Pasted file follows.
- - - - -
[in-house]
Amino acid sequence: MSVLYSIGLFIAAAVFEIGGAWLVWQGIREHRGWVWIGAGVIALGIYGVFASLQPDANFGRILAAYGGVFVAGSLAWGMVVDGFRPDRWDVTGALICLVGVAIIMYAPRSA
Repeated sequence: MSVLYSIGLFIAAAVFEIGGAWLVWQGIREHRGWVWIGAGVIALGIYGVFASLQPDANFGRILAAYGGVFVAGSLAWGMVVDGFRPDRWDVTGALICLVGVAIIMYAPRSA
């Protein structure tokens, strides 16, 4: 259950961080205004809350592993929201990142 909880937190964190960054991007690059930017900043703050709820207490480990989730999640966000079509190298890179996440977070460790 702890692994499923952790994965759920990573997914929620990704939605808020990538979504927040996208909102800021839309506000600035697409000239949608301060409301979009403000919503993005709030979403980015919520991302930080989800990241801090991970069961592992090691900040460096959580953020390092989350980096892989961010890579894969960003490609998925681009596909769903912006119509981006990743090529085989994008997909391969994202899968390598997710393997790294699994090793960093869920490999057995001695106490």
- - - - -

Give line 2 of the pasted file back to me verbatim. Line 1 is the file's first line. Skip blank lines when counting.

Amino acid sequence: MSVLYSIGLFIAAAVFEIGGAWLVWQGIREHRGWVWIGAGVIALGIYGVFASLQPDANFGRILAAYGGVFVAGSLAWGMVVDGFRPDRWDVTGALICLVGVAIIMYAPRSA